Inventories of all wheat varieties as of June 1, 2014, will total 659 million bushels, the U.S. Department of Agriculture said today in a report. That’s more than the 655 million projected by analysts in a Bloomberg survey and less than the 670 million the government forecast in May. U.S. output will drop this year to 2.08 billion bushels, compared with last month’s prediction of 2.057 billion.
Wheat traded in Chicago, a global benchmark, fell about 10 percent this year on the outlook for rising production. The projected rebound follows drought in 2013 that hurt harvests in Russia, Ukraine, southern Europe and the U.S.
According to the official information released by international organization Agricultural Market Information System, AMIS, wheat harvest levels might reach their highest during 2013-2014 season due to increased yield in European as well as Black Sea region. Wheat production is expected to increase to 702 million tons compared to 659 million tons in 2012-2013 season, which was marked by drought. Wheat stock might grow to 173 million tons compared to 164 million tons in the previous season. Global demand is forecasted at 694 million tons due to growing population as well as animal feeding purposes.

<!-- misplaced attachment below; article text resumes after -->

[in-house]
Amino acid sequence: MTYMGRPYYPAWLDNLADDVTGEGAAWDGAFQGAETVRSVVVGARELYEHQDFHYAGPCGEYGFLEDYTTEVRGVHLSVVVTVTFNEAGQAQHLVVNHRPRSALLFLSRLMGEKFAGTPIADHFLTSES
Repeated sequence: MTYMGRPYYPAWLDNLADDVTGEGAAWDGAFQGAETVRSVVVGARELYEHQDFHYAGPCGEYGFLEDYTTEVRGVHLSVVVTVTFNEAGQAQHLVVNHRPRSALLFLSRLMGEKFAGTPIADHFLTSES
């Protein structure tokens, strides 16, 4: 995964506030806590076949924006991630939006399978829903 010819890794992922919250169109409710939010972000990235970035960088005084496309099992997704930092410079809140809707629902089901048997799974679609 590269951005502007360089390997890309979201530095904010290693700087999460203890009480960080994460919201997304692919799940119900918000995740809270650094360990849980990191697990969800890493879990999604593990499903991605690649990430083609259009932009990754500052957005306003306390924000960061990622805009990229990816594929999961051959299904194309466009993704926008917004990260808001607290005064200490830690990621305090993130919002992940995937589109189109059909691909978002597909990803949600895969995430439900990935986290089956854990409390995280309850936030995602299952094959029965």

Australia, the world’s fourth-biggest wheat exporter, increased its production estimate after rains boosted soil moisture, adding to global supply. Output is set to reach 25.4 million metric tons in 2013-2014 from 24.9 million tons estimated in March and 22.1 million tons a year earlier, the Australian Bureau of Agricultural and Resource Economics and Sciences, or Abares, said today. Exports may decline to 19.6 million tons in the year starting Oct. 1 from 20.1 million tons, it said.
Wheat faces a “bearish” summer and autumn on increased supply from the Black Sea region and uncertainty about imports, said Francois Luguenot, head of market analysis at French grain cooperative Union InVivo.